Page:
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   Some 2004 year-end tax planning tips follow.

   Contact us if you need more information.

  1. If the following expenditures are made by individuals by December 31, 2004 they will be eligible for 2004 tax deductions: moving expenses, child care expenses, safety deposit box fees, charitable donations, political contributions and medical expenses.

  2. 2004 eligible Registered Retirement Savings Plan (RRSP) contribution amounts are noted on the 2003 personal income tax return assessment notices. You have until March 1, 2005 to make tax deductible RRSP contributions for the 2004 year.
    Consider contributing to a spousal RRSP to achieve income splitting in the future.

  3. Persons turning age 69 in 2004 must mature their RRSP into cash, an annuity or a Registered Retirement Income Fund by December 31, 2004.

  4. If you own a business, consider paying a reasonable salary to family members for their services rendered to the business.

  5. Ensure that all deductible alimony or maintenance payments are made by December 31, 2004.

  6. An individual whose 2004 net income exceeds $59,790 will lose all, or part, of their old age security.
    Senior citizens will begin to lose their income tax age credit if net income exceeds $29,124.
    Contact your professional advisors for assistance in managing 2004 personal income.

  7. Consider purchasing assets eligible for capital cost allowance before the year end. For example, employees may claim capital cost allowance on automobiles used in their employment.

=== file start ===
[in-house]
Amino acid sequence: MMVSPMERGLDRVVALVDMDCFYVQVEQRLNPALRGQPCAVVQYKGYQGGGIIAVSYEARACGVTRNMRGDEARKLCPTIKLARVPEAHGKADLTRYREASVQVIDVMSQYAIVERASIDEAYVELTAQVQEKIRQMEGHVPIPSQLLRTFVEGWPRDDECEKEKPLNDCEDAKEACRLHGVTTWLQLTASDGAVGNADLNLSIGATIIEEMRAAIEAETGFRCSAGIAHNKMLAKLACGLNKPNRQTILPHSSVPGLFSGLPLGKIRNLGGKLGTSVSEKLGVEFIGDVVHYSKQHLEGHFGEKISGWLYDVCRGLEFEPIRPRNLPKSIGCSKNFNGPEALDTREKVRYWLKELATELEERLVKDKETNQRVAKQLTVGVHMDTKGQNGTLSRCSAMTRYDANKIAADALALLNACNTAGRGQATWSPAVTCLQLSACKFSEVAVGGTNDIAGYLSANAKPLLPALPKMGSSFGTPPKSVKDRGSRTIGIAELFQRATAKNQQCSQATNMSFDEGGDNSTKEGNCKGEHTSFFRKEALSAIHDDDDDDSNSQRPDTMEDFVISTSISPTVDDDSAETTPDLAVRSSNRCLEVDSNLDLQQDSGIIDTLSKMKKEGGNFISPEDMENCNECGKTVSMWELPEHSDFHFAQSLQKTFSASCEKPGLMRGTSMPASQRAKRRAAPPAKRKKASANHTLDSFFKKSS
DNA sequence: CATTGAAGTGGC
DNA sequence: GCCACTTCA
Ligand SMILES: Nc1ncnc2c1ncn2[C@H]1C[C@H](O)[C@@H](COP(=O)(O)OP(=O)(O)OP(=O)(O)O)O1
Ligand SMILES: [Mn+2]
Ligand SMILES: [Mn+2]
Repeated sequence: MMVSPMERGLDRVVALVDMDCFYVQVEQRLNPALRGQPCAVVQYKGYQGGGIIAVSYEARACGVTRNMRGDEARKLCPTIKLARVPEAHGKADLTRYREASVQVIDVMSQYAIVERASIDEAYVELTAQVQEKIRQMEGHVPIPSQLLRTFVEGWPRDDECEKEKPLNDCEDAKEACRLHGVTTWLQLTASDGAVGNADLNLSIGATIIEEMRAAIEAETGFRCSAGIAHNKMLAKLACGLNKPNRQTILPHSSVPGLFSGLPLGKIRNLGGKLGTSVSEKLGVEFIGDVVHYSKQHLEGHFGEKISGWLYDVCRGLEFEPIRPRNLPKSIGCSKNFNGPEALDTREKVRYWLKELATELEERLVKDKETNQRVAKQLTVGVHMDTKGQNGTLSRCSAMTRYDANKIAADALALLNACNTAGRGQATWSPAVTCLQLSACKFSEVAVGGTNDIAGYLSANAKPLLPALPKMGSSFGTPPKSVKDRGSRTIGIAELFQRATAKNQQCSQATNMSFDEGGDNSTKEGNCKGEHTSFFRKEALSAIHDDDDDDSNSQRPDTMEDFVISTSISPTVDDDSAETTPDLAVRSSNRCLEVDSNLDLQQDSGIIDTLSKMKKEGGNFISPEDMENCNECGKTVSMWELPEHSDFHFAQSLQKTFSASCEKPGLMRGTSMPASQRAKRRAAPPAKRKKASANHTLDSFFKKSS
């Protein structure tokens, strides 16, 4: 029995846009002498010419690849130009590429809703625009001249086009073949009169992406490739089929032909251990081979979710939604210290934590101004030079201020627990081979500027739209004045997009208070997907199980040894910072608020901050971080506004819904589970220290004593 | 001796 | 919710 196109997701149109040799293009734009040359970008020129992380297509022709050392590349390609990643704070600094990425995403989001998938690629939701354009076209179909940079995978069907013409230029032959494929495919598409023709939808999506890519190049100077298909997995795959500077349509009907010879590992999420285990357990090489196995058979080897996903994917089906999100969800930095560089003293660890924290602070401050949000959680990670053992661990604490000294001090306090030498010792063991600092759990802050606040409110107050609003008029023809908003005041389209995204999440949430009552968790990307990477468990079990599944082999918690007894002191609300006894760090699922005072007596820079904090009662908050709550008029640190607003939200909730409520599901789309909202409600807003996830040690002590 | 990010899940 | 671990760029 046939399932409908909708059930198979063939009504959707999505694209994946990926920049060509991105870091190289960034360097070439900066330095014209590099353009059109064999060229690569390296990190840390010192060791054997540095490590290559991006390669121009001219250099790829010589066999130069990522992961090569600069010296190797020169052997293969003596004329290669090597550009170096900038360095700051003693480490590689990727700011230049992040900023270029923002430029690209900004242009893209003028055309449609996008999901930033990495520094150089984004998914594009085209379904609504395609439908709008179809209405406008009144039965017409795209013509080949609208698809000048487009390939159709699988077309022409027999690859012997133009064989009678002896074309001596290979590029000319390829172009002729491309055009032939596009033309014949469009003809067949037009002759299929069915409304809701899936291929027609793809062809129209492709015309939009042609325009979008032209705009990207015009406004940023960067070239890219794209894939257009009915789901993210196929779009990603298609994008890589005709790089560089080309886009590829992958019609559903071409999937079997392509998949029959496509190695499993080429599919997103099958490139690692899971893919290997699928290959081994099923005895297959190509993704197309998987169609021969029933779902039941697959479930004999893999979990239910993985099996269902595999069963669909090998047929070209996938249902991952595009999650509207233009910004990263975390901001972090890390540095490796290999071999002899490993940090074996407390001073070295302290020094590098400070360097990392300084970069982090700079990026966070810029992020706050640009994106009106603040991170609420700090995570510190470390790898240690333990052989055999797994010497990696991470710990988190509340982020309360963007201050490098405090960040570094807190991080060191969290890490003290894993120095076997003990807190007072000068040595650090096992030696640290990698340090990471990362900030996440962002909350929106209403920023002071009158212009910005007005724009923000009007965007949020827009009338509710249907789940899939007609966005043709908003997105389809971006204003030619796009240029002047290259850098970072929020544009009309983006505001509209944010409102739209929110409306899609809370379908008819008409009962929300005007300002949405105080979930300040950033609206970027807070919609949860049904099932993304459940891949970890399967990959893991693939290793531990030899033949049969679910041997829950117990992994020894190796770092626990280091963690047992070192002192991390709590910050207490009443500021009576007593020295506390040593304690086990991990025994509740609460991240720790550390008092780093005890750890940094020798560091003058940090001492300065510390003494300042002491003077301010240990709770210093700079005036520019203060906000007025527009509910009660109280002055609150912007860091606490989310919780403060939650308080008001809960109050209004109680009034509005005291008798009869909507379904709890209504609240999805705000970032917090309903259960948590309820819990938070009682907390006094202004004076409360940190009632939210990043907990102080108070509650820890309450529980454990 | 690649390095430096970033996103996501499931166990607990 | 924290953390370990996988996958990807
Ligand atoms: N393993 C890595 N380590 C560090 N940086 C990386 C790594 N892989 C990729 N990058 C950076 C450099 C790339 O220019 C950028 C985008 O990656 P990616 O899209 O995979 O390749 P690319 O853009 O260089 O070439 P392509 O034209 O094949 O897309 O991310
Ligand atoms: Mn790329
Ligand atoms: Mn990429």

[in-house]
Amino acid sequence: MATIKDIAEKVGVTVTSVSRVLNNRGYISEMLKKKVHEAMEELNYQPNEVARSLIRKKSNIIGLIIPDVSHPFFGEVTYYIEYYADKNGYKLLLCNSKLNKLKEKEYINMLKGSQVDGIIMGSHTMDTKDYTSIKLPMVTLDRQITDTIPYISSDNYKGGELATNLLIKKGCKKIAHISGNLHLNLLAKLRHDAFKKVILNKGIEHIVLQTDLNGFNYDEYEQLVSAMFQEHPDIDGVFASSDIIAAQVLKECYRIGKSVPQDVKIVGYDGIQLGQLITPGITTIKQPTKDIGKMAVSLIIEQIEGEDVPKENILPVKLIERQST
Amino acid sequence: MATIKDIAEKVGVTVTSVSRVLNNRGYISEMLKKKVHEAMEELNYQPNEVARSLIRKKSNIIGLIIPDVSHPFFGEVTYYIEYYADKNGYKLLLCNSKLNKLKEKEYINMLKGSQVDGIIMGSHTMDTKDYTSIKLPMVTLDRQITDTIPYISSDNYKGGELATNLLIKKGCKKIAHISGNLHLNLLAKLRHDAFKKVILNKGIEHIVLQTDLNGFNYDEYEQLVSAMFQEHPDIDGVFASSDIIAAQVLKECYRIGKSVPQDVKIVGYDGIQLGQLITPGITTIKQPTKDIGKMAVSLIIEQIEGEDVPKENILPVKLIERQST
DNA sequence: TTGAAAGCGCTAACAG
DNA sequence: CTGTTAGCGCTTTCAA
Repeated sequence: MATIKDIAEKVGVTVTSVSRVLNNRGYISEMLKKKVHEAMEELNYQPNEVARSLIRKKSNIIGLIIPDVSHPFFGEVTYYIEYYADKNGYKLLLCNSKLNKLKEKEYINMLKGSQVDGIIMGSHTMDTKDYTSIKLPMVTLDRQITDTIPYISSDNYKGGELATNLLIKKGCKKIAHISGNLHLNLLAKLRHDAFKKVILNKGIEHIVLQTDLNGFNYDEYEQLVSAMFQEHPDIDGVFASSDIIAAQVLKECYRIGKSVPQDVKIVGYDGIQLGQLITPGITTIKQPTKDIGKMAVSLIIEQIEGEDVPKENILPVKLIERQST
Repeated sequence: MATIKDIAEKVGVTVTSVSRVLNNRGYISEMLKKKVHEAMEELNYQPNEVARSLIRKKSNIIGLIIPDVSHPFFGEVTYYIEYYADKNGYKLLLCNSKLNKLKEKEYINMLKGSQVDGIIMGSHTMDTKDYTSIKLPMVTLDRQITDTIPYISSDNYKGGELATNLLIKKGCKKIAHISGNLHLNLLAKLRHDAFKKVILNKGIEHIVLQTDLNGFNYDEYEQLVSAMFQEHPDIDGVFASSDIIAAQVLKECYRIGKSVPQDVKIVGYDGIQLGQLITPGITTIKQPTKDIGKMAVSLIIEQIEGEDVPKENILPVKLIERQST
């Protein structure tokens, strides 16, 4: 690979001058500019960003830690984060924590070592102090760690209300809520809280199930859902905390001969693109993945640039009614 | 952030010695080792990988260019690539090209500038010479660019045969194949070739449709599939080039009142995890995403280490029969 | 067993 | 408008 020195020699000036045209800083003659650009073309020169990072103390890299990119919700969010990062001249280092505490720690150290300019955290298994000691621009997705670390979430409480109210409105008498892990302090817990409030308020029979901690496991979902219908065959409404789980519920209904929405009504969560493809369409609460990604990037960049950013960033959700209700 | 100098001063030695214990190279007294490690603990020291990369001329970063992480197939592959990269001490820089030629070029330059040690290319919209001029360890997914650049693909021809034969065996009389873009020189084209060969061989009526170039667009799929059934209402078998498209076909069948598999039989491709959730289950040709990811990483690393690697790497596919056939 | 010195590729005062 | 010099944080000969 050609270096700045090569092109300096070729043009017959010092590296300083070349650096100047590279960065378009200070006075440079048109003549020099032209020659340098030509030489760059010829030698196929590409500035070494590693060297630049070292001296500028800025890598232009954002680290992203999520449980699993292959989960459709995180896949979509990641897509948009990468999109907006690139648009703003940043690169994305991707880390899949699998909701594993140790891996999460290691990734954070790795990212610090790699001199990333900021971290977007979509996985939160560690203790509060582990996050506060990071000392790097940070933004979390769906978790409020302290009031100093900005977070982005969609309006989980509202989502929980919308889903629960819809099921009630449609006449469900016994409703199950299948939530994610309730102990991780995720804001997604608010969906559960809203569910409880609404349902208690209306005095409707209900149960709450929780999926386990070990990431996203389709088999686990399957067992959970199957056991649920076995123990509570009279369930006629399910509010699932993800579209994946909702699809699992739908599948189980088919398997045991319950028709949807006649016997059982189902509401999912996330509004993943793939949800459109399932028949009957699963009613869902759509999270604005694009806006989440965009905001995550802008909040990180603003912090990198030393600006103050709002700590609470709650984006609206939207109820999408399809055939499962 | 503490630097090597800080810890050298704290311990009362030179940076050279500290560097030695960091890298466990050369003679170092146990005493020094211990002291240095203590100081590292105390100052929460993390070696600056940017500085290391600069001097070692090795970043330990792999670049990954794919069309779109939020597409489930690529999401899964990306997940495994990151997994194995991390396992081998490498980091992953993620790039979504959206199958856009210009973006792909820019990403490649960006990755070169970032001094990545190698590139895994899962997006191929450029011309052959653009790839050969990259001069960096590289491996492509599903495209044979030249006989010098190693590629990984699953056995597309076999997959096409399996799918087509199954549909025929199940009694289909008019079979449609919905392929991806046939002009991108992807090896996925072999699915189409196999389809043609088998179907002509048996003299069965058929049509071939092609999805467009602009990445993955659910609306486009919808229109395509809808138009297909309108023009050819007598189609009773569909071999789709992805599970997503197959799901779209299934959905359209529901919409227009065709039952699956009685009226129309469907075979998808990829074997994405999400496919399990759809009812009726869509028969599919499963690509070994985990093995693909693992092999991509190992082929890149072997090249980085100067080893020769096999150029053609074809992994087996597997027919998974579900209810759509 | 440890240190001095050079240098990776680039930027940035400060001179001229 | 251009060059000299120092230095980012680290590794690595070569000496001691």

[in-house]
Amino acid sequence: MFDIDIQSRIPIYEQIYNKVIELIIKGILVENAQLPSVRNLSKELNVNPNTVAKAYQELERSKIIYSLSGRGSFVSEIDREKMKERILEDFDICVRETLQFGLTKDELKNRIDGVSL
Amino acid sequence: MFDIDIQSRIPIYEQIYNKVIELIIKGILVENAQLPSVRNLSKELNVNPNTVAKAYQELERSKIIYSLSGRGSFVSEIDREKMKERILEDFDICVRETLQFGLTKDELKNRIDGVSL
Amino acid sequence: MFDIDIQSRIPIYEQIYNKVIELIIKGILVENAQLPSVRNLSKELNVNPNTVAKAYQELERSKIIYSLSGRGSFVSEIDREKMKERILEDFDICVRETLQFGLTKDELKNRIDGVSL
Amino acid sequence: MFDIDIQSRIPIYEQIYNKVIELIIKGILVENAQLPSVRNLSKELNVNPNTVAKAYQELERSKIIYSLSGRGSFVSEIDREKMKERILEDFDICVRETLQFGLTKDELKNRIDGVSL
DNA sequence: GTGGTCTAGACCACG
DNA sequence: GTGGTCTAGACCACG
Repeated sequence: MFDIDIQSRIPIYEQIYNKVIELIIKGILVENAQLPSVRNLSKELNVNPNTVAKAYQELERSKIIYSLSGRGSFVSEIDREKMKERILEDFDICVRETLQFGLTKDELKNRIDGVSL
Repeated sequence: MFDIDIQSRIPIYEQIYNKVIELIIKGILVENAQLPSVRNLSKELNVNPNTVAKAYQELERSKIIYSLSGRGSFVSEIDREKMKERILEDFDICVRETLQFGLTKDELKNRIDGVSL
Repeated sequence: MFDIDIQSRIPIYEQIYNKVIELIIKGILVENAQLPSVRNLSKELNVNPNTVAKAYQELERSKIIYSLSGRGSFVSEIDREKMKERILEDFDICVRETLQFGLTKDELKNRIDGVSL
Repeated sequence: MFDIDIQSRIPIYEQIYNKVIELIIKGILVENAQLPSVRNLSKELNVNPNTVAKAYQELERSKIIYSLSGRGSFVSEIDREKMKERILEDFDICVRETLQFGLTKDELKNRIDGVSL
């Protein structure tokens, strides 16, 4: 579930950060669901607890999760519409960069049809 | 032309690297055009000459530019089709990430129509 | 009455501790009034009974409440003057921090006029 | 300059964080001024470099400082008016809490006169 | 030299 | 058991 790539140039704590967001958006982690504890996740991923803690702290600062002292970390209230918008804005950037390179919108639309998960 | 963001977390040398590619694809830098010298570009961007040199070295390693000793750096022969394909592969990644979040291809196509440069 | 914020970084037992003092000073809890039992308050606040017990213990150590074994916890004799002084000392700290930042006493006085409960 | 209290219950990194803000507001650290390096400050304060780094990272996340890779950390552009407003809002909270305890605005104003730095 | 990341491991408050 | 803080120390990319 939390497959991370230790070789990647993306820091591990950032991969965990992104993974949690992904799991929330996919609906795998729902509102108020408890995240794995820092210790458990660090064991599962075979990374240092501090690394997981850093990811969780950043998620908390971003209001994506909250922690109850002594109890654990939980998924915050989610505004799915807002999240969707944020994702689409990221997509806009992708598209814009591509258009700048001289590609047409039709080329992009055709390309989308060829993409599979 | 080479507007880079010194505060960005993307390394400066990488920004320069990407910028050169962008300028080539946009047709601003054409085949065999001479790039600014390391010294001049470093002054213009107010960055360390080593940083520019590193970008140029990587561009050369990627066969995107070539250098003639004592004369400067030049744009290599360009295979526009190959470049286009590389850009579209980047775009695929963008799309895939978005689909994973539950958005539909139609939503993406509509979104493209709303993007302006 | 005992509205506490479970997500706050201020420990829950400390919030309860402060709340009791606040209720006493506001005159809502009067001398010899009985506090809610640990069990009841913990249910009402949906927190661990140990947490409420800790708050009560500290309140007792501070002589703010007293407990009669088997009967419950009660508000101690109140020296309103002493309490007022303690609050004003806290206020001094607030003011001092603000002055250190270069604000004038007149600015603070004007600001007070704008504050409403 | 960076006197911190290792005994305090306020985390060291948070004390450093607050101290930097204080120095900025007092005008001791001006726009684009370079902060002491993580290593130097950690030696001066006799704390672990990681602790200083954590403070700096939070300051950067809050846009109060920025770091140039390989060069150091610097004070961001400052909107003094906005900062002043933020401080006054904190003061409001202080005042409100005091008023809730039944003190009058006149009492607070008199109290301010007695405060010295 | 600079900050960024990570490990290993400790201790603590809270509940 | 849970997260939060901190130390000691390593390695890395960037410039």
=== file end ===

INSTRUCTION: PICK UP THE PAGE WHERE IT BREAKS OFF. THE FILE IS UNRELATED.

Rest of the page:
8. If you had taxable capital gains in the year, or any of the preceding three years, consider selling capital properties with an underlying capital loss prior to the year end. This capital loss may be offset against the capital gains.

  9. If income in an inter vivos trust is to be taxed on a beneficiaryís return, the income must be paid or payable to the beneficiary by December 31, 2004.

  10. Registered Education Savings Plan (RESP)
    A Canada Education Savings Grant (CESG) for RESP contributions will be permitted equal to 20% of annual contributions for children (maximum $400 per child per year).
    The 20% is proposed to be increased to 40% or 30% for lower income families commencing January 1, 2005.
    Budget 2004 introduces a new Canada Learning Bond from the government totalling $2,000 for each child born on or after January 1, 2004 ($500 in the first year and $100 per year until age 15) if the family net income is under the $34,000 range. An RESP is needed for the deposit.

  11. Health and dental premiums for the self-employed Individuals will be allowed to deduct amounts payable in respect of the year for Private Health Service Plan coverage in computing business income provided they meet certain criteria.

  12. Tax on Split Income
    The Income Tax Act applies the maximum marginal tax rate to certain passive income of individuals under the age of 18. Therefore, consider minimizing this type of income in 2004.

  13. The tax rate for higher income individuals is now significantly lower on capital gains than on dividends thereby presenting an incentive to receive capital gains.

  14. Canadians receiving shares in foreign tax-free reorganizations can apply for favourable tax treatment.

  15. A refund of Employment Insurance paid for non-armís length employees may be available upon application to CRA.

  16. Taxpayer-Requested Adjustments
    an individual may request an adjustment to a tax return back to 1985.
    It is proposed that after 2004, adjustments will be limited to ten years back. Therefore, adjustments for 1985 to 1995 should be requested by December 31, 2004.

©2009, Doug Nicholson* & Co.,CGA *Professional Corporation
100-1780 Wellington Ave, Winnipeg, Manitoba R3H 1B3.